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Mr. Locke's dòctrine, which derives our conceptions of time from the succession of our ideas, which, whether true or false, is a doctrine to be found only among certain philosophers, and which, we may reasonably believe, never came into the heads of those to whom the gospel, in the apostolic age, was announced.

I remark, thirdly, that even the curious equivocation, (or, perhaps more properly, mental reservation,) that has been devised for them, will not, in every case, save the credit of apostolical veracity. The words of Paul to the Corinthians are, Knowing, that whilst we are at home in the body, we are absent from the Lord ; again, We are willing rather to be absent from the body, and present with the Lord. Could such expressions have been used by him, if he had held it impossible to be with the Lord, or indeed any where, without the body; and that, whatever the change was which was made by death, he could not be in the presence of the Lord, till he returned to the body ? Absence from the body, and presence with the Lord, were never, therefore, more unfortunately combined, than in this illustration. Things are combined here as coincident, which, on the hypothesis of those gentlemen, are incompatible. If recourse be had to the original, the expressions in Greek are, if possible, still stronger. They are, οι ενδημαντες εν τω σωματι, those who dwell in the body, who are εκδημαντες απο το Κυριε, at a distance from the Lord; as, on the contrary, they are, ôl εκδημαντες εκ τα σωματος, those who have travelled

out of the body, who are οι ενδημαντες προς τον Kuplov, those who reside, or are present with the Lord. In the passage to the Philippians also, the commencement of his presence with the Lord is re. presented as coincident, not with his return to the body, but with his leaving it, with the dissolution, not with the restoration, of the union.

The fourth, and only other remark I shall make, on this subject, is, that from the tenor of the New Testament, the sacred writers appear to proceed on the supposition, that the soul and the body are naturally distinct and separable, and that the soul is susceptible of pain or pleasure in a state of separation. It were endless to enumerate all the places which evince this. The story of the rich man and Lazarus 107 the last words of our Lord upon the cross of Stephen when dying ; Paul's doubts whether he was in the body or out of the body, when he was translated to the third heaven, and paradise 19o ; our Lord's words to Thomas, to satisfy him that he was not a spirit "0; and to conclude, the express mention of the denial of spirits, as one of the errors of the Sadducees"; For the Sadducees say that there is no resurrection, neither angel, nor spirit; unde αγγελον, μηδε πνευμα. All these are irrefragable evidences of the general opinion, on this subject, of both Jews and Christians. By spirit, as distinguished from angel, is evidently meant the departed spirit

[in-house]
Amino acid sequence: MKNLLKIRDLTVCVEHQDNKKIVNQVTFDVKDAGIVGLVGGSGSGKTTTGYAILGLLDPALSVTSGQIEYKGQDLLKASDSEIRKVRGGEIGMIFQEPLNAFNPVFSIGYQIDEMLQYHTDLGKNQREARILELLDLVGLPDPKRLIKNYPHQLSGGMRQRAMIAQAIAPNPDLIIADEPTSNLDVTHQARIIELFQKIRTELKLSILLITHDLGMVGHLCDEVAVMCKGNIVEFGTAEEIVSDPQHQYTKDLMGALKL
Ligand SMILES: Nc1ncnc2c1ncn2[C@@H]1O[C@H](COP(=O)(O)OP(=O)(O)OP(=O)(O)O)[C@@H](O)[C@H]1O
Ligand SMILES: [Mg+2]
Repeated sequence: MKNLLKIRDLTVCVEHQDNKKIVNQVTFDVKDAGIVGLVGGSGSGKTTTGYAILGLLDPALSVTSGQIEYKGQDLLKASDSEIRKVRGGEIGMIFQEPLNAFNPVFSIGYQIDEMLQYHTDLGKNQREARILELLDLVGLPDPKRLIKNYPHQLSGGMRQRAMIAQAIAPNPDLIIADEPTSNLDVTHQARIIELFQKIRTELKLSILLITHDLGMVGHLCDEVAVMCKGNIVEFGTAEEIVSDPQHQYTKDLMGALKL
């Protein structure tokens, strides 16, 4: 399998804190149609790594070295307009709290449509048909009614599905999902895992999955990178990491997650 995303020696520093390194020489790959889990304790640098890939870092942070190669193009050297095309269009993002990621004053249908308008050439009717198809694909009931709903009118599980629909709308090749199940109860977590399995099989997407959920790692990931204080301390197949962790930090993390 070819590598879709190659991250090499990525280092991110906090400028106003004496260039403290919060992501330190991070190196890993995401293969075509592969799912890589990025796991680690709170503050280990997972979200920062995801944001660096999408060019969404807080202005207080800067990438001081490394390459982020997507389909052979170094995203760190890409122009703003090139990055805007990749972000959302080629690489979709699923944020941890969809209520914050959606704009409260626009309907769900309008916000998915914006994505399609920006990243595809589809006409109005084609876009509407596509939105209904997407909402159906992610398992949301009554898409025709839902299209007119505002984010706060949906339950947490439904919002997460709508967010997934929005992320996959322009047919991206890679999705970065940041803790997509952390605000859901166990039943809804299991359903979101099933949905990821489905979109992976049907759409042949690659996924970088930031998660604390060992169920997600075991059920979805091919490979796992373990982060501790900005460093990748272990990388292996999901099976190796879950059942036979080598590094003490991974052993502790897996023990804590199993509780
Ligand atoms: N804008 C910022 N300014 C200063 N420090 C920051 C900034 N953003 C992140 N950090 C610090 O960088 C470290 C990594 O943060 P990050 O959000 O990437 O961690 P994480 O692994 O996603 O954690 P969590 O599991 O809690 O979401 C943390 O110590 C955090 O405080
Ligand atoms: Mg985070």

;

108 and

137 Luke, xvi. 22, 23. 108 Luke, xxiii. 46.

109 2 Cor. xii. 2, 3, 4. 110 Luke, xxiv. 39. ill Acts, xxiii. &

of a human being; for, that man is here, before his · natural death, possessed of a vital and intelligent principle, which is commonly called his soul or spi. rit, it was never pretended that the Sadducees denied. It has been said, that this manner of expressing themselves has been adopted by the Apostles and Evangelists, merely in conformity to vulgar notions. To me it appears a conformity, which (if the sacred writers entertained the sentiments of our antagonists, on this article) is hardly reconcilable to the known simplicity and integrity of their character. It savours much more of the pious frauds, which became common afterwards, to which I own myself unwilling to ascribe so ancient and so respectable an origin. See Part I. of this Dissertation, $ 10.